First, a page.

| Former US soldier Jessica Lynch during an interview with ABC television’s Diane Sawyer. (Reuters)
Jessica Lynch, the US soldier taken prisoner during the Iraq war and rescued in a highly publicised operation, was raped by her captors, her authorised biography reveals.
The young private has no memories of the assault, which took place in the hours after her convoy was ambushed near Nasiriyah in March, the book says.
But a medical examination cited in I Am a Soldier Too: the Jessica Lynch Story, published next week, indicates that the 20-year-old from West Virginia was sexually assaulted during her captivity.
“The records do not tell whether her captors assaulted her almost lifeless, broken body after she was lifted from the wreckage, or if they assaulted her and then broke her bones into splinters until she was almost dead,” it says.
Her rescue, which briefly overshadowed the military advance on Baghdad, was later subjected to intense scrutiny amid accusations that the Pentagon had enhanced its description of the mission for dramatic effect. Initial reports sanctioned by the Pentagon suggested that Lynch had heroically resisted capture, emptying her rifle’s magazine in a fierce exchange of gunfire.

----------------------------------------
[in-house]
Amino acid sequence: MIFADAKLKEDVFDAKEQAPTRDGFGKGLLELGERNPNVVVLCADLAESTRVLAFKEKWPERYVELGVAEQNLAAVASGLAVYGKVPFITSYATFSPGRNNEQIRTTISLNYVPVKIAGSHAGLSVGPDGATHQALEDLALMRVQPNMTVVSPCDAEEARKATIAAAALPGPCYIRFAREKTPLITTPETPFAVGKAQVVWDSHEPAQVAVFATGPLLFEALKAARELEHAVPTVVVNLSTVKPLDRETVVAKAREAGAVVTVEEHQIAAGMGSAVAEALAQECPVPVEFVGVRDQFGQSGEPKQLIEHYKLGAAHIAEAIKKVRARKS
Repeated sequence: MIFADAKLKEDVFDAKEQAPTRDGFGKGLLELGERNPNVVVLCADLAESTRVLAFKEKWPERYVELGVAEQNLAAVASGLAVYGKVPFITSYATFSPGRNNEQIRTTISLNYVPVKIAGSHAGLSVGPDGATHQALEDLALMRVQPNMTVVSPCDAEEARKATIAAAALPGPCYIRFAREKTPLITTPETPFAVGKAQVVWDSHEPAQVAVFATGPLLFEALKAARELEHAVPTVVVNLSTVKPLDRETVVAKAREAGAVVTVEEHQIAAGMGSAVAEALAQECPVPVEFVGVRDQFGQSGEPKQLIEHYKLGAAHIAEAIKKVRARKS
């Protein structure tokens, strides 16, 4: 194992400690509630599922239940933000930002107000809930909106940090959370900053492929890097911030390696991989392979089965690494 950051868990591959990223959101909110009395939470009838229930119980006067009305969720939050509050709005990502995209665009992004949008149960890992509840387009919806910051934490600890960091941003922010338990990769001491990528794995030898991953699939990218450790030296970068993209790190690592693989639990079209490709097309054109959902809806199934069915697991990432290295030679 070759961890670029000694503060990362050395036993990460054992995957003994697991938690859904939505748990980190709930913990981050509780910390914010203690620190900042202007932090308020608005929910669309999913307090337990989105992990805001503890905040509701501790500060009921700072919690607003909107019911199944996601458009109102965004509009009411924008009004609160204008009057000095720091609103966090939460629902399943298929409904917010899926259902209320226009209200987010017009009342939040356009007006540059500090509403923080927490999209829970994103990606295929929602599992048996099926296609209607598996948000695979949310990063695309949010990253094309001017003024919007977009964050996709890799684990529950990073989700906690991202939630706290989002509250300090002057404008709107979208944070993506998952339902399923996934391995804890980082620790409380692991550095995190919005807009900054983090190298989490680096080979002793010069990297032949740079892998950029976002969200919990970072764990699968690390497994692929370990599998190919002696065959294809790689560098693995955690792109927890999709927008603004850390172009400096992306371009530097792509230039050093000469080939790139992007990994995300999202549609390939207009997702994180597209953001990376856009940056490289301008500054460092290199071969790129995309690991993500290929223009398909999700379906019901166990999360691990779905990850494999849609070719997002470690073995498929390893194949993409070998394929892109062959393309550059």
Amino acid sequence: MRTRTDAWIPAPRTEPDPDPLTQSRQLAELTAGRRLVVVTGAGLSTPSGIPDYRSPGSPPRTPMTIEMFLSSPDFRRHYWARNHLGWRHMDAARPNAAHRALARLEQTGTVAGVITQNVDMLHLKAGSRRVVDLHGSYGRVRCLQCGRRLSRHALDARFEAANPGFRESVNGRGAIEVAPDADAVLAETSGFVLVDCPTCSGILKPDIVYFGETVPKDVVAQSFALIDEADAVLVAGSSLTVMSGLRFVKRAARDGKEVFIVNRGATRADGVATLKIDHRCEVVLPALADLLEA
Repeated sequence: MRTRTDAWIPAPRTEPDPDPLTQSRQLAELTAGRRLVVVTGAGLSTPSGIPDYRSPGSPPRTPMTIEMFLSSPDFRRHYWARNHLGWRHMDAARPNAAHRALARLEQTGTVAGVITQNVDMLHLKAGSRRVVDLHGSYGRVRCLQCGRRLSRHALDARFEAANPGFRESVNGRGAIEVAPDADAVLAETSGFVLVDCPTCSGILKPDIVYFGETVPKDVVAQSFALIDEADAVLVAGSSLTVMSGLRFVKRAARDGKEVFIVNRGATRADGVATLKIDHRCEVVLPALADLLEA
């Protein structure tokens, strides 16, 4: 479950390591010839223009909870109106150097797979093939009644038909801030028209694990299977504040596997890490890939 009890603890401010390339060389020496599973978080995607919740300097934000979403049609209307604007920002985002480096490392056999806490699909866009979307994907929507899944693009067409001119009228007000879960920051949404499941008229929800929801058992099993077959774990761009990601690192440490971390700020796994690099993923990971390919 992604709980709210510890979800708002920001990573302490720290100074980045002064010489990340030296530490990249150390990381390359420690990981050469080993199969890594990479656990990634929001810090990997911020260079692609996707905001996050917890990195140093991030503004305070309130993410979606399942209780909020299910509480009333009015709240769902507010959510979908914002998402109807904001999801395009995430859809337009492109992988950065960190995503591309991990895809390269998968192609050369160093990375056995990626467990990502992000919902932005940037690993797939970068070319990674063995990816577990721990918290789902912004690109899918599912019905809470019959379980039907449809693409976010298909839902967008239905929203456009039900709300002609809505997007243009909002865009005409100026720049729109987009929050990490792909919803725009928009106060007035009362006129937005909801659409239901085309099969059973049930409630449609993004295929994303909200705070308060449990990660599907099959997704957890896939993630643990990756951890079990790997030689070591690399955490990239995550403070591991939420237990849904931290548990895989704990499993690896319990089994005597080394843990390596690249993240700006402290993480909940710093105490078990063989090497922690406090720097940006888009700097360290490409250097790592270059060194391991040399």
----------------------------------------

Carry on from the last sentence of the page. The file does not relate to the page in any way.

In the book she admits that the weapon jammed. “I didn’t kill nobody,” she says. “America’s most famous GI”, as the ex-soldier has been described, is now the focus of a huge publicity campaign featuring her first interview and a made-for-TV film, Saving Jessica Lynch.
The biography arrives in the shops next Tuesday, Veterans’ Day, but the disclosure that she was raped leaked out yesterday after a New York tabloid obtained a copy of the book before its release.
Diane Sawyer, the ABC journalist who conducted the interview, to be shown next Tuesday, confirmed the existence of the medical records suggesting that the soldier was raped.
She has talked to Lynch and to her parents about the book’s mention of the assault “and they told me it was a decision to tell the reality, not selective parts of a story of going to war”, she said.
The publishers chose the Pulitzer-prize-winning journalist Rick Bragg to write the biography.
The book also throws doubt on the account of Lynch’s experiences by Mohammed al-Rehaief, the Iraqi lawyer credited with helping to free her.
Lynch contradicts his claim that she was slapped by a member of Saddam Hussein’s fedayeen as she lay in her hospital bed, a beating, the lawyer says in his recently published book, that he witnessed.